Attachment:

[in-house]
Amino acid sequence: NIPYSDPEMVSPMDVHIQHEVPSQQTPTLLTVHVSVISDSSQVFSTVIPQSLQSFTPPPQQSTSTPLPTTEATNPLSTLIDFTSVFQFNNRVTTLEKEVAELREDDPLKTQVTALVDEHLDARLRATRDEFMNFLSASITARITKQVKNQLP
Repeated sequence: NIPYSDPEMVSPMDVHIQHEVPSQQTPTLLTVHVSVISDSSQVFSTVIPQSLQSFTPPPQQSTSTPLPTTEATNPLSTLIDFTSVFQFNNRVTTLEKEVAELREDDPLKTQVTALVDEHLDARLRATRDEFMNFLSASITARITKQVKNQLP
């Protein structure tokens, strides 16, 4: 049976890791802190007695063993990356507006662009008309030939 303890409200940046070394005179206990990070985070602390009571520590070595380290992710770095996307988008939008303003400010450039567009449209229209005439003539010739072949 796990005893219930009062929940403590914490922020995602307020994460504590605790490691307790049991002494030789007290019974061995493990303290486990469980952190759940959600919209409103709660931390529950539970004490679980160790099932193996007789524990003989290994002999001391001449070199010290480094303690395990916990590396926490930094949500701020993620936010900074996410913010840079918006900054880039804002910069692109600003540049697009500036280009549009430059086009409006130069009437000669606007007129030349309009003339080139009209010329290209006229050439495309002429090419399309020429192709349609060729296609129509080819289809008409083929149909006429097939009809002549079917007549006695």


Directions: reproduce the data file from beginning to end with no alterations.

[in-house]
Amino acid sequence: NIPYSDPEMVSPMDVHIQHEVPSQQTPTLLTVHVSVISDSSQVFSTVIPQSLQSFTPPPQQSTSTPLPTTEATNPLSTLIDFTSVFQFNNRVTTLEKEVAELREDDPLKTQVTALVDEHLDARLRATRDEFMNFLSASITARITKQVKNQLP
Repeated sequence: NIPYSDPEMVSPMDVHIQHEVPSQQTPTLLTVHVSVISDSSQVFSTVIPQSLQSFTPPPQQSTSTPLPTTEATNPLSTLIDFTSVFQFNNRVTTLEKEVAELREDDPLKTQVTALVDEHLDARLRATRDEFMNFLSASITARITKQVKNQLP
């Protein structure tokens, strides 16, 4: 049976890791802190007695063993990356507006662009008309030939 303890409200940046070394005179206990990070985070602390009571520590070595380290992710770095996307988008939008303003400010450039567009449209229209005439003539010739072949 796990005893219930009062929940403590914490922020995602307020994460504590605790490691307790049991002494030789007290019974061995493990303290486990469980952190759940959600919209409103709660931390529950539970004490679980160790099932193996007789524990003989290994002999001391001449070199010290480094303690395990916990590396926490930094949500701020993620936010900074996410913010840079918006900054880039804002910069692109600003540049697009500036280009549009430059086009409006130069009437000669606007007129030349309009003339080139009209010329290209006229050439495309002429090419399309020429192709349609060729296609129509080819289809008409083929149909006429097939009809002549079917007549006695």